Saturday, 23 January 2021

COVID-19 safe management measures tightened from 26 January 2021; senior citizens to be vaccinated from 27 January, starting with pilots in Ang Mo Kio and Tanjong Pagar

Visitors per household capped at 8 per day from 26 Jan; Chinese New Year visits limited to 2 other households

COVID-19 vaccination for seniors to begin from 27 Jan at Ang Mo Kio and Tanjong Pagar; national roll-out for elderly begins mid-February

More than 60,000 people in Singapore have received COVID-19 vaccines as of 22 Jan
By Linette Lai, Political Correspondent, The Straits Times, 23 Jan 2021

From Tuesday, Jan 26, all households will be able to host a maximum of eight guests a day, as part of stepped-up measures to combat rising Covid-19 infections ahead of Chinese New Year.

Individuals are encouraged to limit themselves to visiting at most two other households daily, and stick to visiting only family members during the festive period, Education Minister Lawrence Wong, who co-chairs the multi-ministry task force handling the Covid-19 crisis, said yesterday.

Three coronavirus clusters have emerged since Singapore entered phase three of its reopening on Dec 28, when households were permitted to receive up to eight guests at any one time.

But increased social interaction during the year-end period has contributed to the rising number of community cases, said Mr Wong.

"With more human activities, there is an increased chance of transmission of any infectious disease," he added. "That is why we are very concerned. Because compared to, say, a month ago, our vulnerability has increased, and the situation can escalate very rapidly, especially with the likelihood of more interactions and activities taking place over the Chinese New Year period."

People will still be allowed to gather outside in groups of up to eight. However, the Government will be stepping up spot checks at restaurants, malls and other crowded venues. Tough action will be taken against individuals and operators caught flouting rules.

The authorities will also conduct a surveillance testing exercise for stallholders, shop owners, restaurant workers and food delivery workers operating in and around Chinatown. The two-day exercise will start on Feb 8. The authorities will reach out to these groups with further details.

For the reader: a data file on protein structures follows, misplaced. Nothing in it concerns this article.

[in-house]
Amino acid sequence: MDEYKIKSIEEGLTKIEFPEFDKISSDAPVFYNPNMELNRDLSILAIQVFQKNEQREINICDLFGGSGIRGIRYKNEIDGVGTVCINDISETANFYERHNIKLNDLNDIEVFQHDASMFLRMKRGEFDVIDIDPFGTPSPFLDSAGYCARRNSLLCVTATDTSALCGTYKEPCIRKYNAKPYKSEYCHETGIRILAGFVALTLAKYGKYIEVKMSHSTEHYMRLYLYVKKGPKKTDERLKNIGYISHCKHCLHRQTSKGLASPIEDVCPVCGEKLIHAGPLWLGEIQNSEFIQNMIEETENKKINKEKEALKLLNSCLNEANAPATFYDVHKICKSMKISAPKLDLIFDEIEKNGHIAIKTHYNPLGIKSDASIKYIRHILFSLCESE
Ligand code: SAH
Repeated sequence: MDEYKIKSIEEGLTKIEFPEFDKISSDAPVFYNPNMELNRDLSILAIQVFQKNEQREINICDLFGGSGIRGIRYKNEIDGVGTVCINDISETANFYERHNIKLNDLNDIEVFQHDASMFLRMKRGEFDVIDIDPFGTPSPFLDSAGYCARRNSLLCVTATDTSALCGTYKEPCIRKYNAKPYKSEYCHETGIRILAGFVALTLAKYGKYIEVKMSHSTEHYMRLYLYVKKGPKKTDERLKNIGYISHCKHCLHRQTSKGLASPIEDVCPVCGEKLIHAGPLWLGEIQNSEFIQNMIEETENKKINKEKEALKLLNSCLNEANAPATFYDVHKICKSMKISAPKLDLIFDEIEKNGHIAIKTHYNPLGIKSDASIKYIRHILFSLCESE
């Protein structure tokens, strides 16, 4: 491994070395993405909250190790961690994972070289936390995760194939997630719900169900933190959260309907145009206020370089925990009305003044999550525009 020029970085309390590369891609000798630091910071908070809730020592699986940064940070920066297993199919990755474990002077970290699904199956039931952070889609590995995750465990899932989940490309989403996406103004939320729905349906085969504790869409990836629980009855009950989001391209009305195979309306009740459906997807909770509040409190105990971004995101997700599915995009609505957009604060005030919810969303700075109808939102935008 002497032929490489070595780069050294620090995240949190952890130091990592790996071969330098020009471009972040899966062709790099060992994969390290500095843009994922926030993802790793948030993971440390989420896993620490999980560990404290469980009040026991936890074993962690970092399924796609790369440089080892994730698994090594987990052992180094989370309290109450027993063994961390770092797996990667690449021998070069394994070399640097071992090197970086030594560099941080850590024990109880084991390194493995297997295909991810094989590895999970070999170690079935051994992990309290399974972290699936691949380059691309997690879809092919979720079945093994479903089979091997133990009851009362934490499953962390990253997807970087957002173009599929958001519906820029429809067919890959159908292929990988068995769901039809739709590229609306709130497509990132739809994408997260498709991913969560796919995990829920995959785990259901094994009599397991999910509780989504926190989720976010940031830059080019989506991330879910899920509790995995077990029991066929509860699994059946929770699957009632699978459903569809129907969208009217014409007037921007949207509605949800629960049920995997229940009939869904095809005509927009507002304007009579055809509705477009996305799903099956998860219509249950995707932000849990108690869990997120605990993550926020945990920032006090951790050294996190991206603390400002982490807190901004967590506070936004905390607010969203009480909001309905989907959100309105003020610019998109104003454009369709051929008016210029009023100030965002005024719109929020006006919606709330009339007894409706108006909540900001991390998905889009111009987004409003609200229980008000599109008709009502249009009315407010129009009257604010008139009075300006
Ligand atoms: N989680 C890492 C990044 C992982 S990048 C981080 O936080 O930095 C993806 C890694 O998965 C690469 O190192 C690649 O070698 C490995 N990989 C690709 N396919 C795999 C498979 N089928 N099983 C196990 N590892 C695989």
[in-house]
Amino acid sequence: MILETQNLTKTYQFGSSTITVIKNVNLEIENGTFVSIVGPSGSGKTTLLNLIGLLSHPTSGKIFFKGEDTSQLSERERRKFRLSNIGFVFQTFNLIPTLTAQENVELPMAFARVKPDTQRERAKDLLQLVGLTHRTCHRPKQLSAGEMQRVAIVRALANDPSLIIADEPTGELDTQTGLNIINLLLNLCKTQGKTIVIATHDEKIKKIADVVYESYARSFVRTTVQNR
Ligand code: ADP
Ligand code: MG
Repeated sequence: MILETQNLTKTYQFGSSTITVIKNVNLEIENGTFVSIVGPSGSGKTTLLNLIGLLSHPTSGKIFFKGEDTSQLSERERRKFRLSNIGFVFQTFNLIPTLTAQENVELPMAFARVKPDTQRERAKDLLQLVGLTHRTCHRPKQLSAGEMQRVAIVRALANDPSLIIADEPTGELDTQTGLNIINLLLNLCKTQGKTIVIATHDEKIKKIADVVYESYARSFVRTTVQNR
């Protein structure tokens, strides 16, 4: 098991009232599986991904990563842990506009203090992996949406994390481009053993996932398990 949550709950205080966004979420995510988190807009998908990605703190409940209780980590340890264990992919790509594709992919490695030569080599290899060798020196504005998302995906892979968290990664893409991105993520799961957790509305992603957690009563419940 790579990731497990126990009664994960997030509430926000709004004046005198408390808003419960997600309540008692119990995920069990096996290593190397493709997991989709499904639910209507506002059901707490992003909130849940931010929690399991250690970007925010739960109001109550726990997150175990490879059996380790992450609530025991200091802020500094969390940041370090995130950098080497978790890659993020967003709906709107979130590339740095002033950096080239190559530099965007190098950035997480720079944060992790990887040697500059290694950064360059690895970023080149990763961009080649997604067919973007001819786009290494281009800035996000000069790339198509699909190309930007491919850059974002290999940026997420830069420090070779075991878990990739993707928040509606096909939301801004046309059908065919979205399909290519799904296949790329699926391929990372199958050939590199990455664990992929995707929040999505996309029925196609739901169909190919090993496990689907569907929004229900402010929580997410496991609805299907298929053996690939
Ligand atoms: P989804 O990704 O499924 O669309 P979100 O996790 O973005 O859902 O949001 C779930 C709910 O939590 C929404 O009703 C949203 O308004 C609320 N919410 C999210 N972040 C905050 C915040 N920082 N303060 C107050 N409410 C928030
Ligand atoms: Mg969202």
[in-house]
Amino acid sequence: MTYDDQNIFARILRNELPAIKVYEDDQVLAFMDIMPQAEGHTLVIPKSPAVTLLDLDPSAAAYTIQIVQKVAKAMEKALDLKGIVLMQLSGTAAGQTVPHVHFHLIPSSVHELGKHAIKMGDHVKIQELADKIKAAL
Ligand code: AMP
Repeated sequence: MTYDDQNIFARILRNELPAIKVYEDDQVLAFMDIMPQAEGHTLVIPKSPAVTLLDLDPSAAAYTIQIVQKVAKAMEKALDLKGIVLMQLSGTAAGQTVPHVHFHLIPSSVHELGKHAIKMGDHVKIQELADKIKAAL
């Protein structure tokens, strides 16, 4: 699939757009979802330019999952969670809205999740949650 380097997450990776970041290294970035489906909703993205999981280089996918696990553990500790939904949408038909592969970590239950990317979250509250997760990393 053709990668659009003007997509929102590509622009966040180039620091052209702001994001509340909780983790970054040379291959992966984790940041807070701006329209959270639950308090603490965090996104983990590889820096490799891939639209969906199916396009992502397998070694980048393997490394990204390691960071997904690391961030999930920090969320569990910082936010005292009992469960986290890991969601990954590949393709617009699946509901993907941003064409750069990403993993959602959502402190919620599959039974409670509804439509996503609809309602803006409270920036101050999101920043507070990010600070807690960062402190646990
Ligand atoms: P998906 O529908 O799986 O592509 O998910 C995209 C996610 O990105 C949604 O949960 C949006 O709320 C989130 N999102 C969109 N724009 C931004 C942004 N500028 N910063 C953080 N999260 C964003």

"While there has been no evidence that these community groups are at higher risk of infection, the Ministry of Health will be offering tests to them as they are expected to interact more frequently with other members of the public during this time," the ministry said in a statement yesterday. It added that the Government will fully bear the costs of these tests. "We strongly encourage all individuals in the identified community groups to come forward for testing."

When asked why the new rules were being put in place relatively far ahead of Chinese New Year, which falls on Feb 12, Mr Wong said it was a pre-emptive move.

"Based on the recent cases that we have seen, based on the concerns highlighted earlier that we are seeing increased signs of complacency in the community about the transmission risk, we think it is timely to make a pre-emptive move now and not wait till Chinese New Year," he said.

He pointed out that Singapore saw a spike in Covid-19 cases after Chinese New Year last year, with many clusters linked to festive gatherings. These included the large cluster linked to a dinner at Safra Jurong, as well as a family get-together in Mei Hwan Drive.

The minister was also asked if people could pay multiple visits to the same home in a day, or if two different families could visit the same home at the same time.

"I think the rules are very clear," Mr Wong replied. "We never set any stipulations on timing, or length of visits, but it is eight distinct individuals within a day to a particular household."

But beyond that, he appealed to Singaporeans to abide by the spirit of the new rules, which aim to reduce social interactions and limit the spread of the coronavirus.

For example, visiting someone multiple times a day could increase their risk of being exposed to the virus, Mr Wong said.

"For every rule that we set, please do not try and optimise your maximum gain around the rule, as though this is something that you could... gain some additional benefit out of," the minister added.

"Because in the end... by having more exposure, more interactions... you are putting yourself and your loved ones at risk."